Various blue beach pollution items made into art display in sand

Easy Ways You Can Fight Plastic Pollution

Plastic has greatly aided society. Inexpensive, durable and lightweight, it’s been a game-changer for things like medical devices and housing materials and has made our everyday lives quicker, easier and more on-the-go friendly. Yet there’s a dark side.

Plastic never goes away. It never degrades, only breaking into smaller pieces. Less than 10% is recycled, and much of what we do recycle is actually shipped overseas to be incinerated. Currently, there are about 5 billion metric tons of plastic trash in landfills and natural environments, and that number is set to double by 2050. Experts also say that by 2050 there will be more plastic, by weight, in the ocean than fish.

It’s become impossible to sit on a beach, take a drive or go for a long walk without seeing evidence of the problem, and now is the time to make a difference. The key is reducing how much plastic you are using, not recycling, and small changes you make can help significantly.

Reusable water bottles

  1. Avoid polystyrene (more commonly known as Styrofoam). It is rarely recyclable.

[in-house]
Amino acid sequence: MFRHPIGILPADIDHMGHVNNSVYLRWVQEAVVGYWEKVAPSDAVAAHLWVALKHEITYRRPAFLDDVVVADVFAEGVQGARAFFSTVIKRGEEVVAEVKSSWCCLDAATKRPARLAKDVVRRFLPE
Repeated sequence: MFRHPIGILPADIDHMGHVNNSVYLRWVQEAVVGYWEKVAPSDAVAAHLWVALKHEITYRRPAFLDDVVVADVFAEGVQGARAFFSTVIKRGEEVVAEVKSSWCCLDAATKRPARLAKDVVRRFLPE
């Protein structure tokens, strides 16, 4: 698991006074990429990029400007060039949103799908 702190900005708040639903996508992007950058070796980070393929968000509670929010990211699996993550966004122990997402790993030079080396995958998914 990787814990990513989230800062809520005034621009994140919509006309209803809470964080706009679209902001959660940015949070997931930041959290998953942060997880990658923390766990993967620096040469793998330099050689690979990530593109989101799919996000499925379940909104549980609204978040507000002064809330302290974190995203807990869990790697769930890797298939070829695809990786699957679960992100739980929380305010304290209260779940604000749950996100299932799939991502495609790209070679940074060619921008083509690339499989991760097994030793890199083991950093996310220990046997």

2. Do not buy bottles of water. Instead, use a reusable bottle and try purifying agents like natural charcoal filters. If you are in a situation where a one-time bottle is necessary, pick a glass option over plastic.
  3. Bring your own bags to the grocery store. If you forget, ask for paper instead of plastic.
  4. Skip bagging your produce, and just wash thoroughly when you are home.
  5. Replace plastic baggies with reusable silicone zip-top options (they can also be used as great, travel-friendly makeup bags).
  6. Refuse a straw. Every day, 500 million plastic straws are used in the US, many of which end up in the ocean.
  7. Go topless. If you’re taking coffee to-go, skip the lid if you can. They are made of a form of Styrofoam and are known endocrine disruptors and suspected carcinogens.

All strides count. Change your habits now and join the fight against the global health crisis of plastic pollution in the ocean.

Charcoal filters